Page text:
‘Trade liberalisation costs Africa $270 billion’
Tuesday, September 11, 2012
The president of the Least Developed Countries Watch, an international network of civil society organisations, has said that statistics received by his organisation revealed that trade liberalisation costs Africa a tune of $270 billion, and that it has not addressed the development needs of the continent.
Demba Dembelleh, who stressed the need to reverse the trend for the welfare of African people and all those found within the bracket Least Developed Countries (LDCs), made this remark on Saturday, September 8th 2012, at a day’s consultation forum on Istanbul Plan of Action on LDCs, held in the conference hall of TANGO.
Organised by members of civil society networks and the government of The Gambia, the forum brought together representatives from the ministries of Finance and Economic Affairs, Water Resources, Foreign Affairs, members of the civil society organisations in the country, among others. It was meant to set up a task force committee with representatives from different government ministries, departments and members of the civil society organisations in The Gambia.
Dembelleh further stressed that Least Developed Countries need trade liberalisation, but remained cautious that as long as the current trade liberation policies remained in force, LDCs will not benefit from these policies.“The trade liberalisation policies did not adequately address development needs of the LDCs; we also need to have debt cancellation and subsidies for agriculture production among others. Least Developed Countries across the globe are calling for a more effective and efficient trade liberalisation to enable them enhance and expedite their development process; hence move them from emerging economies to well developed economies,” he told the forum.
Recalling the first United Nations meeting held in France in 1981 on the need to eliminate or reduce the number of LDCs in the world, Dembelleh said it is unfortunate that instead of reducing them, the number is on the increase on a daily basis as indicated in the current trends of affairs and statistics found to that effect. He cited the 2010 Istanbul-Italy UN LDC meeting as the fourth of such meetings, and yet, the number of LDCs is increasing. He again stressed the need to have a drastic and strong measures put in place to reverse the trend for the benefit and welfare of the people of the LDCs.
The LDC Watch president said it has been confirmed that all the LDC programmes have failed, because they were aimed at reducing the alarming rate of poverty in the world, which kept on the increase instead. He spoke about the role of his organisation, which according to him, speaks for people who cannot speak for themselves through engaging governments to improve on the lives of their people across the LDCs.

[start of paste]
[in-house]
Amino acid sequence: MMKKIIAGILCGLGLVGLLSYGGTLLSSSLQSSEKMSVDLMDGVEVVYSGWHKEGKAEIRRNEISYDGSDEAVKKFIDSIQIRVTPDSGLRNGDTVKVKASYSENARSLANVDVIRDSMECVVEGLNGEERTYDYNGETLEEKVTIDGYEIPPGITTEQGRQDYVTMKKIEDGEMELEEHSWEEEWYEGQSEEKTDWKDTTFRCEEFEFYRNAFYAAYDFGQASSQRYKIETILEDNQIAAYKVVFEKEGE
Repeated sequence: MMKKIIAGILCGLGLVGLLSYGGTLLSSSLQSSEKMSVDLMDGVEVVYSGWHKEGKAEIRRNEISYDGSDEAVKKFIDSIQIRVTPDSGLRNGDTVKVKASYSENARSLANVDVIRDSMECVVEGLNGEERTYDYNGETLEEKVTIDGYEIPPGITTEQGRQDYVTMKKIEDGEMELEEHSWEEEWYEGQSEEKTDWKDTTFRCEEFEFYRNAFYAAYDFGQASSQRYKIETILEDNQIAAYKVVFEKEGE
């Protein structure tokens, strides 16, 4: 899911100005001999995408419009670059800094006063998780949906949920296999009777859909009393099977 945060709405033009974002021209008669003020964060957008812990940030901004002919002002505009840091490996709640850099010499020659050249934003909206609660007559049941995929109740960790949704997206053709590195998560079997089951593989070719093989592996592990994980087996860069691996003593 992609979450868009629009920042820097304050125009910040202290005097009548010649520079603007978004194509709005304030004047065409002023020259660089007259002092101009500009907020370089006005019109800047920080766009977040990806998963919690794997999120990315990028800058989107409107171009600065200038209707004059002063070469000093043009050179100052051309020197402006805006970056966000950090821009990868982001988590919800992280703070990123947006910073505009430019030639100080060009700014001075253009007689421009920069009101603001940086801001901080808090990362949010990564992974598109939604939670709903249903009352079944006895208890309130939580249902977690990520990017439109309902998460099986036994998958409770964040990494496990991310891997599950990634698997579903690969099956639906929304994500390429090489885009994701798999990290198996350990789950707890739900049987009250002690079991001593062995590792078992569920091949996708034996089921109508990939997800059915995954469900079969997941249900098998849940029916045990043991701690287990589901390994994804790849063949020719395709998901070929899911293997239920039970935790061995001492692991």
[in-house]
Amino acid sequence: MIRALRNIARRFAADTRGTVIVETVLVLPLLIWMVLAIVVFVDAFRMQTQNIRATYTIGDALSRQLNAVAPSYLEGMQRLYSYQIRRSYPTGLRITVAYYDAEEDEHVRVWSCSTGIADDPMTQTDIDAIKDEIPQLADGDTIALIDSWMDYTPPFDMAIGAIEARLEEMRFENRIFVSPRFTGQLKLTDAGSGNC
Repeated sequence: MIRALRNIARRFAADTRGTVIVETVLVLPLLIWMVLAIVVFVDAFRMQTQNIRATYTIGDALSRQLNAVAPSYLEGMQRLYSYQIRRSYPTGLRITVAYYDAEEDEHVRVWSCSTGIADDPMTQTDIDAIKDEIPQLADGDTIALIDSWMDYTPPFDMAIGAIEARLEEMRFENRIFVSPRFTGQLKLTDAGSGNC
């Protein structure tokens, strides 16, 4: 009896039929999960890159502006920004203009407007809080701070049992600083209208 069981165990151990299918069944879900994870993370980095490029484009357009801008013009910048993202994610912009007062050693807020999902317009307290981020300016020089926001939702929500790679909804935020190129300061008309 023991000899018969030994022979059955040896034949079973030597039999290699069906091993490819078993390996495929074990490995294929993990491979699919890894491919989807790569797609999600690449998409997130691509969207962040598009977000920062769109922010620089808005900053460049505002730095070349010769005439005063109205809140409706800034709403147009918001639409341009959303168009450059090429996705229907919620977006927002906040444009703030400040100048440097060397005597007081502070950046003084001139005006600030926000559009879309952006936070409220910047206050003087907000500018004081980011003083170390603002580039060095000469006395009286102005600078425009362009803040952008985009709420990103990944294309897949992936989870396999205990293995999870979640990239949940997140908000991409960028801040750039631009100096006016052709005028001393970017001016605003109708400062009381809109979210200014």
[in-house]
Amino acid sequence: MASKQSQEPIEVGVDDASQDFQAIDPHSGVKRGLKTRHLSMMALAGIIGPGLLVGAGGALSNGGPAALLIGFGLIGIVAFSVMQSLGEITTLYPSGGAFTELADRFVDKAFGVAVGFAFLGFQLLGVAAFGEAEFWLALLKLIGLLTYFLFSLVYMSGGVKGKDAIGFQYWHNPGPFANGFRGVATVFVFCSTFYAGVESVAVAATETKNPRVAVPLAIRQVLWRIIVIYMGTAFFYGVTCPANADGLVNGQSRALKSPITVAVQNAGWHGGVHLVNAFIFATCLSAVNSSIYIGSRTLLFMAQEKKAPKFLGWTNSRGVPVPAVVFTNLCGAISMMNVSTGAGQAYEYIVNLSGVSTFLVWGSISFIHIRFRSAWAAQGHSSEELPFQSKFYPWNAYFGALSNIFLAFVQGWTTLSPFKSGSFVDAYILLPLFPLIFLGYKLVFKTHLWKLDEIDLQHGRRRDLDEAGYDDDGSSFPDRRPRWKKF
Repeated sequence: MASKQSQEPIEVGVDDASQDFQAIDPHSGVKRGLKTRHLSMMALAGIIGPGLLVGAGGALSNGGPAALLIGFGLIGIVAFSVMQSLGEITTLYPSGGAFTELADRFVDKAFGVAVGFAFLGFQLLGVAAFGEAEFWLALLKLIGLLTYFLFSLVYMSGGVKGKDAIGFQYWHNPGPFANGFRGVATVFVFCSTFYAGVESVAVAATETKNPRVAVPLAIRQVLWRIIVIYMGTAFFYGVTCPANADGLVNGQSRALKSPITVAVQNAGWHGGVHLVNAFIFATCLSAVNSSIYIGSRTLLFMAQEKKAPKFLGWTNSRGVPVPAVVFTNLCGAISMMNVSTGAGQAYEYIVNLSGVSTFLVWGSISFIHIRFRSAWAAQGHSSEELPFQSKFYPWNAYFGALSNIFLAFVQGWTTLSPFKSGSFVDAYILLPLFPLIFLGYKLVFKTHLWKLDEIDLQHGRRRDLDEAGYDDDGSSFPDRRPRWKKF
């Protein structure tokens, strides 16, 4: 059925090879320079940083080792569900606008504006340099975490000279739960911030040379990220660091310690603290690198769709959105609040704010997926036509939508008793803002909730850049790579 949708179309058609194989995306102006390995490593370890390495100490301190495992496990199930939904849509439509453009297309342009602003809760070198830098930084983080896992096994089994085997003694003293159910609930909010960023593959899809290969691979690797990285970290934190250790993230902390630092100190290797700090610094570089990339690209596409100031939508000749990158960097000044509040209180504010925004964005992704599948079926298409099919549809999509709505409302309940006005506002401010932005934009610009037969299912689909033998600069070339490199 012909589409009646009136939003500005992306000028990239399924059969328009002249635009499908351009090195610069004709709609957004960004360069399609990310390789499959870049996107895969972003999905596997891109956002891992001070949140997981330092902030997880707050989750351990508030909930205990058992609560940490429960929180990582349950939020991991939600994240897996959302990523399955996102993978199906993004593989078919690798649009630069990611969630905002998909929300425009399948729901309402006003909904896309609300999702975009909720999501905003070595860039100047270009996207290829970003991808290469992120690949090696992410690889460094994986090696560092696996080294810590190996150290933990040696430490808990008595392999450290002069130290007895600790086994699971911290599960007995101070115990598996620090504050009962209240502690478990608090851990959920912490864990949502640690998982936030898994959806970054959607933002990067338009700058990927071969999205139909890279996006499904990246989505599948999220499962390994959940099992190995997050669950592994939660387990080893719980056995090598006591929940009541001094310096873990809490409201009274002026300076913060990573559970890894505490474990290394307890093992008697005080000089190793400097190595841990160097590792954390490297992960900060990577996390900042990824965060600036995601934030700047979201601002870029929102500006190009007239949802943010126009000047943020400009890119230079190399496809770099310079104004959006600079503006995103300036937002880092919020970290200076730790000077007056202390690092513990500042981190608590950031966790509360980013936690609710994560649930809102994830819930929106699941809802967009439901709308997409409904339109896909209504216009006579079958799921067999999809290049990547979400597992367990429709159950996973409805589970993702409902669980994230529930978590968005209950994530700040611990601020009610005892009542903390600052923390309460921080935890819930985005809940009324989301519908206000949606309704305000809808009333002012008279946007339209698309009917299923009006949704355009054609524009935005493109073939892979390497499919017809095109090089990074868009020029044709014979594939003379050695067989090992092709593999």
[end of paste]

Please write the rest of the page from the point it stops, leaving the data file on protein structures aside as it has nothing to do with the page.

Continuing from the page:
Commenting further on the Istanbul Action Plan, Dembelleh noted that the said Action Plan in it aim of reducing poverty within the LDCs, is premised on eight priority areas, which include infrastructure, agriculture, health, and education amongst others. He emphasised the need for food security so as to contain the ‘unacceptable’ current global food crisis characterised by unprecedented surge in prices of goods and services, and its impact on the poor people found within the LDCs and the global economy.
He then recommended for African states to be more liberated and sovereign enough to take control of their development needs instead of dancing to the tune of the developed countries, whom he said, continue to put in place tough measures against development aspirations of the continent, as well as the LDCs. “We need African leaders who are true to Africa and are capable of addressing development needs of Africa. No foreign country will come to develop Africa for Africans. It is time for Africans to address their development needs at all times without reservation. We need to address trade liberalisation, women empowerment, good-governance, democracy, human rights, amongst others. We need to participate and control our destiny in global affairs,” with those recommendations, Dembelleh concluded.
Also speaking on the occasion, Action Aid International The Gambia’s Lamin Nyangado made a comprehensive analysis on MDGs beyond 2015. He covered wider issues relating to the MDGs, its implementation, impact on an average Gambian, and way forward.
Author: Sanna Jawara